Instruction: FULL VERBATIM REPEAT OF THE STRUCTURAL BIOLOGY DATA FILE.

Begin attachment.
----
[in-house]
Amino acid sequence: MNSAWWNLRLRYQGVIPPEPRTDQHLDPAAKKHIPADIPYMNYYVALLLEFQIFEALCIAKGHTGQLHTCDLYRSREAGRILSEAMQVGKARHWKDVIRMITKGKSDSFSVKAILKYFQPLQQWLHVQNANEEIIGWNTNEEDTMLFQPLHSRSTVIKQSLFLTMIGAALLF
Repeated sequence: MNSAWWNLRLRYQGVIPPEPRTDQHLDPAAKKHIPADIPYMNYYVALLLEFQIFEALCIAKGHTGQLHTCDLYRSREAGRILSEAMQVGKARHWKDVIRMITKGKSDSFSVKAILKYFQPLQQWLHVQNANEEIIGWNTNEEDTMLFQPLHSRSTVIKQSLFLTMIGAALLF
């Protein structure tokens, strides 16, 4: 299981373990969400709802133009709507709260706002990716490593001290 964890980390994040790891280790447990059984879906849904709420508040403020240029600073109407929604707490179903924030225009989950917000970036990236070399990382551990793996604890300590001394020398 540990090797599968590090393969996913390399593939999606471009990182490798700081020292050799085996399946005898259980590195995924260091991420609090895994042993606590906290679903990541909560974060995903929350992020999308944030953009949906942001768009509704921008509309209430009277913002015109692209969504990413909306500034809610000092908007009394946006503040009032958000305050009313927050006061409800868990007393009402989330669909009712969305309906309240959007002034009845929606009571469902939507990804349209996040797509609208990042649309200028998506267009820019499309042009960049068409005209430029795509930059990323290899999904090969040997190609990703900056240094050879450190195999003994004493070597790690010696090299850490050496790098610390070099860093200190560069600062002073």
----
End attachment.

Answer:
[in-house]
Amino acid sequence: MNSAWWNLRLRYQGVIPPEPRTDQHLDPAAKKHIPADIPYMNYYVALLLEFQIFEALCIAKGHTGQLHTCDLYRSREAGRILSEAMQVGKARHWKDVIRMITKGKSDSFSVKAILKYFQPLQQWLHVQNANEEIIGWNTNEEDTMLFQPLHSRSTVIKQSLFLTMIGAALLF
Repeated sequence: MNSAWWNLRLRYQGVIPPEPRTDQHLDPAAKKHIPADIPYMNYYVALLLEFQIFEALCIAKGHTGQLHTCDLYRSREAGRILSEAMQVGKARHWKDVIRMITKGKSDSFSVKAILKYFQPLQQWLHVQNANEEIIGWNTNEEDTMLFQPLHSRSTVIKQSLFLTMIGAALLF
């Protein structure tokens, strides 16, 4: 299981373990969400709802133009709507709260706002990716490593001290 964890980390994040790891280790447990059984879906849904709420508040403020240029600073109407929604707490179903924030225009989950917000970036990236070399990382551990793996604890300590001394020398 540990090797599968590090393969996913390399593939999606471009990182490798700081020292050799085996399946005898259980590195995924260091991420609090895994042993606590906290679903990541909560974060995903929350992020999308944030953009949906942001768009509704921008509309209430009277913002015109692209969504990413909306500034809610000092908007009394946006503040009032958000305050009313927050006061409800868990007393009402989330669909009712969305309906309240959007002034009845929606009571469902939507990804349209996040797509609208990042649309200028998506267009820019499309042009960049068409005209430029795509930059990323290899999904090969040997190609990703900056240094050879450190195999003994004493070597790690010696090299850490050496790098610390070099860093200190560069600062002073």